In the area of writing, Slomp (2016) designed a framework for ethical assessment, which East and Slomp (2023) expanded on by recommending translanguaging as a major area in need of consideration. By translanguaging, scholars and educators usually mean the use of communicative resources that blurs the boundaries between languages and other linguistic categories (e.g., accents, dialects, modes …), which is a common and natural practice of multilingual language users. In other words, rather than working with fixed categories like “English” and “Arabic”, a translanguaging approach understands all communication as coming from one resource pool, where all boundaries are blurry, artificial, and problematic.

This idea poses a problem to writing assessment, which is largely built on the assumption that there are clear boundaries between languages (Otheguy et al., 2015) and most writing assessments do not allow for translanguaging. This excludes a large amount of knowledges, specifically those of multilingual language users. Translanguaging scholars have acknowledged that people who are perceived to “lack language” also tend to be perceived to “lack knowledge” and vice versa. (The word “perceived” is important here, because noone actually lacks knowledge or language.) For example, researchers have shown that racialized multilinguals tend to be positioned as having no language, no “appropriate” language, no “academic” language, or no “correct” language, etc. (e.g., Flores & Rosa, 2022; Mustonen, 2021). Instead of such deficit thinking, García et al. (2021) invite us researchers and educators to pose critical questions to our own concepts and frameworks, for example: What is “academic” language? What is “appropriateness”? What is “correct”? What is “language”? What is the “norm”? And who decides? I believe that we could design (more) knowledge-just assessment with such questions guiding us.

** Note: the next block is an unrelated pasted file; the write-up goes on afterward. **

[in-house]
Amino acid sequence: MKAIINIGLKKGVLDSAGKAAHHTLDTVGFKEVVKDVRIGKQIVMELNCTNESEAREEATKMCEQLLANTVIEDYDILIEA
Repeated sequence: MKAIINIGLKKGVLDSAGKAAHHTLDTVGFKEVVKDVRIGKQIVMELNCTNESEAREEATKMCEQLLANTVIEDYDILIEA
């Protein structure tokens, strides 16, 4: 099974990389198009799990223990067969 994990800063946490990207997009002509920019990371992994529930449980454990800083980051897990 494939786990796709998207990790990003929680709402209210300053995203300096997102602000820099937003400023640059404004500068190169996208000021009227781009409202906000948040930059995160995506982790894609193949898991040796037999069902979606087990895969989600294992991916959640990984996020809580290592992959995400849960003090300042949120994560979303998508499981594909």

What does this mean in practice? 

What does this have to do with us in Finland? Hanadi’s main obstacles were not standardized high-stakes tests. However, inspired by the above-mentioned questions, we might consider how her learning and doing could be integrated into her school life more fully, and how it could be acknowledged through assessment. This is not as easy as adding some reflection time to teachers’ workloads. In fact, many teacher educators (including myself) warn against approaches that simply delegate pedagogical reform to teachers by criticizing their practices and offering them a few quick fixes as so-called “best practices”. Instead, if we are serious about challenging colonial complicity (see above) in education, we need an all-hands-on-deck approach that develops and fosters knowledge-fair teaching and learning on every level of the educational system. We need to build curriculum and pedagogy around unrecognized knowledges. We need to provide teachers with the time, skills, and support to recognize a wide variety of knowledges and tap them for teaching. We need teacher educators who, driven by epistemic justice goals, center their classes and curricula around developing teachers’ ethnographic skills, sense of justice, relationship building, and knowledges about power and oppression in educational contexts. That’s a major undertaking. The good news is, the work has already begun. Join us!  


Johanna Ennser-Kananen is an Associate Professor of English at the Department of Language and Communication Studies 

at the University of Jyväskylä.